Wednesday, April 25, 2012

Karisoke’s Biodiversity Program Manager Shares Skills with Rwandan Students

Students from Rwanda’s National University in Butare are visiting the Karisoke Research Center this week, working under Biodiversity Research and Monitoring Program Manager Deo Tuyisingize. Tuyisingize recently completed a two-month training in small mammal studies at the Field Museum of Natural History in Chicago under Julian Kerbis, Ph.D.

Upon arrival at Karisoke yesterday afternoon, the students mingled with Irish, American, Brazilian and Australian master's degree candidates from the University of Dublin and sat in on the visiting students' presentations. Today, the 15 third year zoology students visited Volcanoes National Park to practice data collection for bird ecology and the behavioral ecology of the endangered golden monkeys.

This afternoon, the zoology students found themselves examining skeletal remains of small mammal specimens back at Karisoke. Their training will be concluded tomorrow with large and small mammal surveying, trapping and identification. In addition, the botany students will undergo training in sampling and identification for plant phenology.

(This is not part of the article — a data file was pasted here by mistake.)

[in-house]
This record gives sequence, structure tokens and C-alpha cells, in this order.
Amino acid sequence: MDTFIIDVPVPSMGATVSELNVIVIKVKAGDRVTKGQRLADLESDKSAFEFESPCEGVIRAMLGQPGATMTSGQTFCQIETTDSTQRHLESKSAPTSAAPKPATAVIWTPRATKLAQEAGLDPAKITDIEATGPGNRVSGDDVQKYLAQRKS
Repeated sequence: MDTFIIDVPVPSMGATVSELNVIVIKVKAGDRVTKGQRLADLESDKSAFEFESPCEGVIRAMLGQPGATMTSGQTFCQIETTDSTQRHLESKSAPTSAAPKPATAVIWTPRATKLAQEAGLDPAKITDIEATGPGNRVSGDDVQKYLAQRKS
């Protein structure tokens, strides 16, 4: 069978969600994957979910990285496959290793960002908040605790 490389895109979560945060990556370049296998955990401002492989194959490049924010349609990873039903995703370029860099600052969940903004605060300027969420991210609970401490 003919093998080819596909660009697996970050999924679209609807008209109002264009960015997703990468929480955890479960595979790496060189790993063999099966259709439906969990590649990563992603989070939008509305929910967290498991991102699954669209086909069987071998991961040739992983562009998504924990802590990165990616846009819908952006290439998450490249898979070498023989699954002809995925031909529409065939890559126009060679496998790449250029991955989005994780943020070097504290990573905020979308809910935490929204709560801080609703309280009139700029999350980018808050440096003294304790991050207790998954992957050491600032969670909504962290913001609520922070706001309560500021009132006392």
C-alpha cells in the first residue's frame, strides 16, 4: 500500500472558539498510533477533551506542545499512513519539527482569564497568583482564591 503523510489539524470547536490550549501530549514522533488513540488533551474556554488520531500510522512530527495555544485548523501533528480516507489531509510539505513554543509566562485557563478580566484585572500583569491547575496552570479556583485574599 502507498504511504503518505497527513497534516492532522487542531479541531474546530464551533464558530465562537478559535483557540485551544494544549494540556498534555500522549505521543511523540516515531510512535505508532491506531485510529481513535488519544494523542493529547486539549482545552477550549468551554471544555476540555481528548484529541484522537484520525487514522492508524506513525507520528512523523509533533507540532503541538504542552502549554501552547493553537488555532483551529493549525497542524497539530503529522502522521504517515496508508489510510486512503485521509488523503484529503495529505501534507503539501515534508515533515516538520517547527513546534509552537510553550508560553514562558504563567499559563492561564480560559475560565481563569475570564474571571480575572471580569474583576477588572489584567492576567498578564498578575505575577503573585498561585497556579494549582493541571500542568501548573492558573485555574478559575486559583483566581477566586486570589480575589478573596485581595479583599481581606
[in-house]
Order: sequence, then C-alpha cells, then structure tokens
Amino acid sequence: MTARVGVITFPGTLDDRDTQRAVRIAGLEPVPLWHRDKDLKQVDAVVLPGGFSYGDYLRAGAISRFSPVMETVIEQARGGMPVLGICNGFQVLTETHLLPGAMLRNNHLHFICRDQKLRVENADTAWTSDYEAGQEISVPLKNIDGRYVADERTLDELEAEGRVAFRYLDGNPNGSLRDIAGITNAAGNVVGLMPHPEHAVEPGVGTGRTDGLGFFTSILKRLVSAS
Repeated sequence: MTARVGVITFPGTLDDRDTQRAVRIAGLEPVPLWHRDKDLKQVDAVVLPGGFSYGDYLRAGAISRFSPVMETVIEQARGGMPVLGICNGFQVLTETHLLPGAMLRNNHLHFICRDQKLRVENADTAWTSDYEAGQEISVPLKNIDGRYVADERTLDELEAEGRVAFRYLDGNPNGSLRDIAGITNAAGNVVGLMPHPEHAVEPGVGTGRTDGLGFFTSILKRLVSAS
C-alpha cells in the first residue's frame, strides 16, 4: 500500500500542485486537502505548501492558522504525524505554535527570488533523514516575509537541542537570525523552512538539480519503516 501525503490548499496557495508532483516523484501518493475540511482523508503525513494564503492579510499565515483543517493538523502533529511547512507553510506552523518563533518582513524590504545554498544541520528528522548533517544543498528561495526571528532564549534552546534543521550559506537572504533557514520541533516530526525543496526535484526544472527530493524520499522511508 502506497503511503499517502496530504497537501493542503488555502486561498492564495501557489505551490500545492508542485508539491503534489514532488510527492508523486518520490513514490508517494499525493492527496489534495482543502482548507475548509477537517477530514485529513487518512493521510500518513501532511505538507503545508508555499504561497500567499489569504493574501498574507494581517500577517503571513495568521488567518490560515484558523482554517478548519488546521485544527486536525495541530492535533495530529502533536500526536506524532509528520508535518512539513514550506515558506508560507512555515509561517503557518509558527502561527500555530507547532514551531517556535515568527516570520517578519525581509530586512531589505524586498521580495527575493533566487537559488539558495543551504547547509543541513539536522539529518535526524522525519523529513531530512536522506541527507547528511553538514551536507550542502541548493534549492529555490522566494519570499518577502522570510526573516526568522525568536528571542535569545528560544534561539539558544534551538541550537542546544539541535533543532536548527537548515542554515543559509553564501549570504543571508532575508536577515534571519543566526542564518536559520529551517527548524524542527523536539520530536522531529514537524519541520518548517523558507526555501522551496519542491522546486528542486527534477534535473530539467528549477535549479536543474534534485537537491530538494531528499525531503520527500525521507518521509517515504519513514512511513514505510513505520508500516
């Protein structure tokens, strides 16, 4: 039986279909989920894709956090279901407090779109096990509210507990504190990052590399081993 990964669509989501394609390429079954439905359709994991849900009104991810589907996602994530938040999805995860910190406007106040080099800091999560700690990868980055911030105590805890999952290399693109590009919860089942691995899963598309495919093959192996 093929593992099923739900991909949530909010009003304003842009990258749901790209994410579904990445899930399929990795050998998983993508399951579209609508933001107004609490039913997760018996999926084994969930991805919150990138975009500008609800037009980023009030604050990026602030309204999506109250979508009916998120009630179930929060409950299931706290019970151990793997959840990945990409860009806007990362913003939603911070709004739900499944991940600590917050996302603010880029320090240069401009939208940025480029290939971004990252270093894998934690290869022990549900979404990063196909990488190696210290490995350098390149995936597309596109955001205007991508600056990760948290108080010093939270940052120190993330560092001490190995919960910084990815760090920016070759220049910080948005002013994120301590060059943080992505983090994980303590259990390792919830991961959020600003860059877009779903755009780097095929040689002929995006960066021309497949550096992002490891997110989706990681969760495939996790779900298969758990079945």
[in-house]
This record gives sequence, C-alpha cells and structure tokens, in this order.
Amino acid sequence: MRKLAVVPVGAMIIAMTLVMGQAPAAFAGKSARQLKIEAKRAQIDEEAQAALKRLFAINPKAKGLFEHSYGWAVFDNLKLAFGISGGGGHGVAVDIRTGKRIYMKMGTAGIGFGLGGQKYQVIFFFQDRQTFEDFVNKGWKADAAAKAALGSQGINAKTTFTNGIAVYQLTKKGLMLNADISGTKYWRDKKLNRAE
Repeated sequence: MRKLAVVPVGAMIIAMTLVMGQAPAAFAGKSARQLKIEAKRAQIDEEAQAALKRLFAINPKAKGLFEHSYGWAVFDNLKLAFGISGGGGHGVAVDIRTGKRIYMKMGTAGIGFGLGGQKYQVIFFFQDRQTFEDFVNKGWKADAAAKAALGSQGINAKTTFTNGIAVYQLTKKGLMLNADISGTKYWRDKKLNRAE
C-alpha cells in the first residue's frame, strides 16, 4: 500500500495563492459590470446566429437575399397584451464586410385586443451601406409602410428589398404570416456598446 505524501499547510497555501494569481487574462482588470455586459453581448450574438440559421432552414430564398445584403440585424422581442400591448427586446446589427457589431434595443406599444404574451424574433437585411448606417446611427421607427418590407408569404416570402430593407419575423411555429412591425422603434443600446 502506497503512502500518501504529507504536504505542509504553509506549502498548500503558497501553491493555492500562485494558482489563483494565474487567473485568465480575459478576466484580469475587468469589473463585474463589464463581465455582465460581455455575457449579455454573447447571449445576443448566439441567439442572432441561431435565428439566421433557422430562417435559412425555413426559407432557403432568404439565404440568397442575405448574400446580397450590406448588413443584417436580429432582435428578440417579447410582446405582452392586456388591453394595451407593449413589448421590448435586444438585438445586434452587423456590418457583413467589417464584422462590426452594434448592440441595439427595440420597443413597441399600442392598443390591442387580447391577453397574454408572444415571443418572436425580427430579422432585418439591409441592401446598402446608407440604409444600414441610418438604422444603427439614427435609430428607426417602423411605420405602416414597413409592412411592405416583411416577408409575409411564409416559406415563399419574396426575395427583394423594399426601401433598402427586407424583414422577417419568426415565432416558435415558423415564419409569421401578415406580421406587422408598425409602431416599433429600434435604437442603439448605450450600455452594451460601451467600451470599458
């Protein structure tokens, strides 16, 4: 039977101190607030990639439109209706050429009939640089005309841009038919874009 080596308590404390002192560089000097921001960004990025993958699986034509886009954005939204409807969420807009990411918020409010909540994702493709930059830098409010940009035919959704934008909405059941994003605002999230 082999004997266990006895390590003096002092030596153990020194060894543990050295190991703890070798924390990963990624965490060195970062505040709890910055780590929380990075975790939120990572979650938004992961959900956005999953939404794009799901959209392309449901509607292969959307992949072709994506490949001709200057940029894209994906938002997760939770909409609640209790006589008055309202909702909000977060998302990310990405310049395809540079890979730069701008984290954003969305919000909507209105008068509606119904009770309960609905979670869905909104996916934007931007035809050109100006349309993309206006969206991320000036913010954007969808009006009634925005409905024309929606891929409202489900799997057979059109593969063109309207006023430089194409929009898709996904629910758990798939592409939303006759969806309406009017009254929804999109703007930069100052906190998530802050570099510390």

Tuyisingize explains why the training is important: “Small mammal communities have become indicators of environmental health and faunal diversity. However, at the current time, Rwanda does not have a single natural history institution or zoological department that is capable of processing (collecting, preparing, identifying, cataloguing) these small mammal specimens."

During Tuyisingize’s time in Chicago, he acquired important skills to develop his expertise in biodiversity conservation and traveled back to his home country equipped with dissection material, field data sheets, live traps and other necessities to carry out small mammal research at Karisoke. But Tuyisingize’s relationship with the Chicago Field Museum doesn’t end there. Dr. Kerbis will continue to collaborate with Tuyisingize on his research and plans to visit Rwanda in October 2012 to share his knowledge with the Karisoke and Rwandan Development Board staff in mammal ecology and conservation. In addition, all of the specimens collected in Rwanda have been sent to the Chicago Field Museum for analysis.

Jessica Burbridge, Field Communications Officer

J Shouse Photojournalism on Facebook!